TRESPASSER was built as one of Doc Hog’s custom show bikes. We only built two a year. We endeavour to make them entirely different each time so we don’t get caught in the same rut. Each Dog Hog custom is statically thought-out over beer and pizza before the work begins.
Trespasser was built over a period of 12 months. We started with the frame which took at least three months; it needed to be exact so that each item fitted perfectly.
The fuel tank started with a maze of wire and flat sheet metal which was tacked and welded piece by piece until walla! Check it out! What a masterpiece. We found all the flowing lines to suit the frame.
As time went by, other pieces were added and it slowly came together. Lots of thought went into parts that flowed and one could identify as being individual. That’s what makes a good custom bike.
Assembly is the hardest part of building a show-winning custom bike. Hours upon hours are put into the assembly to ensure it goes together without scratching or damaging anything. At the end of the day, if you fuck up on assembly, it costs you in points at the custom bike shows which can make the difference between winning and loosing (after all that effort).
All custom bikes speak for themselves. Don’t just look at the over-all picture, look up close at the wiring and assembly. That’s where it counts.
Thanks to Jason for his patience and good work, and to everyone who had a hand in contributing to Trespasser’s sensational results.
Doc Hog’s: Facebook
MY LIFE is very fast. I live hard, I play hard or work hard. I am always doing something—if I am not stripping, I am doing a photo shoot; if I am not doing a photo shoot, I am renovating; if I am not renovating, I am doing all three.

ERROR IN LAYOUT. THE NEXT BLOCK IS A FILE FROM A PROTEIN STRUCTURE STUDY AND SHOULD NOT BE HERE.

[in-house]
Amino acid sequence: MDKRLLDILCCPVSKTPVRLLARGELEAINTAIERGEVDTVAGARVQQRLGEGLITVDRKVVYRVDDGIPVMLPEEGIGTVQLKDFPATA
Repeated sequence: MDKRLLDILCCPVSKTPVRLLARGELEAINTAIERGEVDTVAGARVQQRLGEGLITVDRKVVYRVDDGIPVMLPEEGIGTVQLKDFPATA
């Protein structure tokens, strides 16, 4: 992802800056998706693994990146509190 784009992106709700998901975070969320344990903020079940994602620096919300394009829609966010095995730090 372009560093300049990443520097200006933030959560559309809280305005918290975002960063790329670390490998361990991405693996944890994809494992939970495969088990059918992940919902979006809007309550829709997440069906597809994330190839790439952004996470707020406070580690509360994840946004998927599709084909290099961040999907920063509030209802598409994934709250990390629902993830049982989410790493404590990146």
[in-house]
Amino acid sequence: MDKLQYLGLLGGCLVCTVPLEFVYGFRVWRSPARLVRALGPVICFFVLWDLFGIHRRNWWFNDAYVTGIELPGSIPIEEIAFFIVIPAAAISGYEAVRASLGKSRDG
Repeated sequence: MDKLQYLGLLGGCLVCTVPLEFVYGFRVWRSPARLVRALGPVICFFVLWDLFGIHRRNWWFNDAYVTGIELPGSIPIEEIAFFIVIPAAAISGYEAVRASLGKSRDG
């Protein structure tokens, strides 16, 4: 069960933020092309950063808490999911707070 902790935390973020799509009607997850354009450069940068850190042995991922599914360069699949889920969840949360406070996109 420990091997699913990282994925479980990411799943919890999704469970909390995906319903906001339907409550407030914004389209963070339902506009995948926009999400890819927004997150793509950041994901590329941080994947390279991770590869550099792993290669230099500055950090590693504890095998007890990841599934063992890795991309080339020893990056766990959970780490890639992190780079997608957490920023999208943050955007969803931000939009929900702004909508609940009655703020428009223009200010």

I illustrate children’s books. I started when I was 12. I am now 26 and I have done eight books. I have made them into a book format; I have just got to find a publisher to publish them. I have been looking for about eight months. It’s pretty hard; you have got to find the right people.
In terms of stripping, I do three nights a week. You pretty much get there at 5 am, you start at 6 and you are there until about 4 to 6 am depending upon what night it is, how busy it is, for about the last seven years. You are paid to work and then whatever you make is yours. I am pretty much the type of person who goes there, makes some money and leaves, that’s it.
I buy, renovate and sell houses. I do about four a year and I am on my fourth this year. I buy a piece of crap and renovate it myself, put it on the market pretty much straight away and then you see how long it takes to sell. The selling bit is the hardest part of the waiting period because you can’t start a new one until you sell the last one.
In the future, I want to get away from the adult side into the home side. I want to finish with my renovations, give up my dancing, settle down, start a family, and probably get my books published.
pics by Walter Wall; words by Dave Saddlier